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The Actuary The magazine of the Institute & Faculty of Actuaries

Study culture

Finding time to study while working can be difficult. You finally have some money in your pocket after the ‘poor student’ years, work is demanding and study is just plain harder than it was at university. So how do you face up to study, given the attractive alternatives of your friends (who may not be studying), the pub, or the reality of another M&A transaction?
As a colleague or manager, you want people to pass their exams as soon as possible (unless you enjoy watching your colleagues squirm twice a year). Why won’t they just get on and study, pass the exams and make your life easier?

Creating a culture of study
Changing cultures is not easy and certainly not scientific, and this latter aspect makes it unfamiliar territory for us actuaries. It is not objective nor is it measurable. After all, we can’t just tweak an assumption, apply an approximation, or assess the culture at a date when things looked good.
Hundreds of management books address the question of changing culture. In practice, it requires some common sense, enthusiastic people and some understanding of what makes people tick to provide the right environment for work and study. We tried a number of measures in our team to influence the actions of students and actuaries to help create the right environment for students to manage their study:
1 Engagement Bring the students on board and ask them what can be done to make their lives easier. Some of these requests will be easy and cheap to implement, although some, such as four months off before each exam, might prove difficult.
2 Connected mentors Create a small dedicated group of actuaries and nearly qualified actuaries to act as mentors on an individual basis. They will not necessarily be your most successful students often a mentor who has failed (and subsequently passed) their exams is best placed to help out a struggling student. Ensure that mentors meet on a regular basis to share hints and tips, discuss difficult cases and ensure a consistent policy. Recognition of the mentor role by company management is also important so that the mentor is allowed time to create a productive team.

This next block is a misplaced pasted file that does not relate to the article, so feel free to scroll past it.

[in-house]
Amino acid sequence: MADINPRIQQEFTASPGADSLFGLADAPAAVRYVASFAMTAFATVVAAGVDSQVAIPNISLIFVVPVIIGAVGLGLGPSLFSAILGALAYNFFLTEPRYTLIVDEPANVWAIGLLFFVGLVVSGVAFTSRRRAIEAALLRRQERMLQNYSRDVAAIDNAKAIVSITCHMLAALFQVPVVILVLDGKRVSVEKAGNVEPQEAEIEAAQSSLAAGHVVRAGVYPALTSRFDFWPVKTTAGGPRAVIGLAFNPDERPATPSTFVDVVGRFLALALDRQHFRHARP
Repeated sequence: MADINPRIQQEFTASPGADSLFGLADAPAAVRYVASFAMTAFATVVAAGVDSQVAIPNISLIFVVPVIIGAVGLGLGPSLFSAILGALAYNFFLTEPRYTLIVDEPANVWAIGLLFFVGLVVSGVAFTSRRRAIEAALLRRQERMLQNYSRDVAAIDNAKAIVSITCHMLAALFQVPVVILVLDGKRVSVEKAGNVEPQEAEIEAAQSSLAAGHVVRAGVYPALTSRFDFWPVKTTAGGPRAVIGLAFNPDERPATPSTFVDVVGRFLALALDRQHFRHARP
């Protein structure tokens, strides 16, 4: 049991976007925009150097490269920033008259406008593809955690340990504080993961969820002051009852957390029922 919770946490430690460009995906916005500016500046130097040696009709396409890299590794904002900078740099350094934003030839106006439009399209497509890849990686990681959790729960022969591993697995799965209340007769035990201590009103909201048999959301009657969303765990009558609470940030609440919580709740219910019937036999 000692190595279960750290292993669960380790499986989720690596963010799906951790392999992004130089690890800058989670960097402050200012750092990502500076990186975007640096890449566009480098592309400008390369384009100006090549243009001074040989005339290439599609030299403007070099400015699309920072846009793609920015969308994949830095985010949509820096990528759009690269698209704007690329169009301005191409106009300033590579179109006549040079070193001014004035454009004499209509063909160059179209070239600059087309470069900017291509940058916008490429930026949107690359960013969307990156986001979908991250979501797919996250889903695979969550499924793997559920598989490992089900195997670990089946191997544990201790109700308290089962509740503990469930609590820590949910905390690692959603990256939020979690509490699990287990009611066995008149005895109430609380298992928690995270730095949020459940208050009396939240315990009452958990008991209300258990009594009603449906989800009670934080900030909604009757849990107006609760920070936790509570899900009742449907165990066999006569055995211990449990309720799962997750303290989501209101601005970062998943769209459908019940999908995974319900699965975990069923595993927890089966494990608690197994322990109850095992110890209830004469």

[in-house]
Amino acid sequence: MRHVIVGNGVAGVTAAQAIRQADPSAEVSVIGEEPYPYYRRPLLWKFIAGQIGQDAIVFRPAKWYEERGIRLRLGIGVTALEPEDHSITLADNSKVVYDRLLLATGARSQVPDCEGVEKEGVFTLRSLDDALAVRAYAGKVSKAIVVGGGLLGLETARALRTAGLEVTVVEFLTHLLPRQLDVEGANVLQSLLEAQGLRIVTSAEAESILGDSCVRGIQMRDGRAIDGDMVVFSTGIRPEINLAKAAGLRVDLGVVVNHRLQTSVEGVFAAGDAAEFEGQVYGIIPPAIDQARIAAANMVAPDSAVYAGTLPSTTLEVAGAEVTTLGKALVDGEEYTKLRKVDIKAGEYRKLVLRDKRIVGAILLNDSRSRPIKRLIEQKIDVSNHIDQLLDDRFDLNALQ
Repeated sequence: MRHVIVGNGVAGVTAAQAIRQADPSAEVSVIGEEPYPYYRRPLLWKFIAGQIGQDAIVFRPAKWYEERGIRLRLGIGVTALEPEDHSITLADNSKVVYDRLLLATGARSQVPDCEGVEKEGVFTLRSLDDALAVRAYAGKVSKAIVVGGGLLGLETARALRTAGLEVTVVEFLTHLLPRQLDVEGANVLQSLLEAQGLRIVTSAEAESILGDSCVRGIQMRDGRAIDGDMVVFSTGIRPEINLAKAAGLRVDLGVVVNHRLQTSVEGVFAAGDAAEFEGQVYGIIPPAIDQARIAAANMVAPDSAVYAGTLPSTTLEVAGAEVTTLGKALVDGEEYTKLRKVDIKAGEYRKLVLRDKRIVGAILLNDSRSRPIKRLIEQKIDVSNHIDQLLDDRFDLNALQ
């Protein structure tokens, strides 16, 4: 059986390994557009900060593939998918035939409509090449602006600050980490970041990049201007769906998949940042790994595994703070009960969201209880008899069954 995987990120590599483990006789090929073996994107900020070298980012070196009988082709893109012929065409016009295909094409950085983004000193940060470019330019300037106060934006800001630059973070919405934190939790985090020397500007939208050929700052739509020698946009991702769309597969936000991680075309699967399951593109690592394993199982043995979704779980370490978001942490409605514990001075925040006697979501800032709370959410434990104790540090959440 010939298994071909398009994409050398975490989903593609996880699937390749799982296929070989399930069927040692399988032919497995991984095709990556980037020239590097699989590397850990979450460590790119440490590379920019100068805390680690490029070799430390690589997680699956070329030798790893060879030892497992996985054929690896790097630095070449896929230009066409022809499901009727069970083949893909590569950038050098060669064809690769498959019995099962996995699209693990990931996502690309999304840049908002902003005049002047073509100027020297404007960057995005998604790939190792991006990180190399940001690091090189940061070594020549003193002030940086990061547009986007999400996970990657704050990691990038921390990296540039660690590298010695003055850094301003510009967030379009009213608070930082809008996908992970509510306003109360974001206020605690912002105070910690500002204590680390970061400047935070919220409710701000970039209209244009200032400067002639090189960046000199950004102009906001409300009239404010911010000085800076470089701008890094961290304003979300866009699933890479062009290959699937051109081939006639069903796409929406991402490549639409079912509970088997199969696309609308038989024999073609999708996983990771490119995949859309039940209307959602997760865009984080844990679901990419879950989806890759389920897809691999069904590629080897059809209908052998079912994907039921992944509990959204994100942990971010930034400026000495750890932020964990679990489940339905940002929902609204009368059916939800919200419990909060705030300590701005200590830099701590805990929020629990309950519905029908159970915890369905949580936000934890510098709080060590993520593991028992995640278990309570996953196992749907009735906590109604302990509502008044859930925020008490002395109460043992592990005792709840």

3 Involvement Involve everyone in the team as they can all help. Primarily the awareness of the whole team of the challenge of combining work and study will help to manage student’s workloads, especially in the run up to the exam period. Senior staff can help to manage client deadlines and perhaps get involved by marking past papers. Other development professionals can assist the student in working out how they study best, what environment works well, and help the student to manage their own study plans.
4 Studying together For many people, studying together works. Make sure all the students know who is taking which exam and when. Provide them with facilities, such as offices or break-out areas, refreshments and healthy snacks, to allow them to study together an hour of study before work can be highly productive. Peer pressure and a degree of competition can help.
5 Competitive edge Set up tables saying who has attended tutorials, completed which assignments and mock exams, or whatever has been agreed within the team as the best tools to enhance the chance of passing. This might spark one or two ‘type A’ personalities (see box below) into action.
6 Leadership Identify the leaders among the student group if they are studying, others will too.
7 Celebrate Perhaps most important of all is to make sure success is celebrated by everyone.

In our team we have seen an increase in the profile of study and exam pass rates for the exams over recent sittings, including seven out of eight qualifiers at the most recent sitting.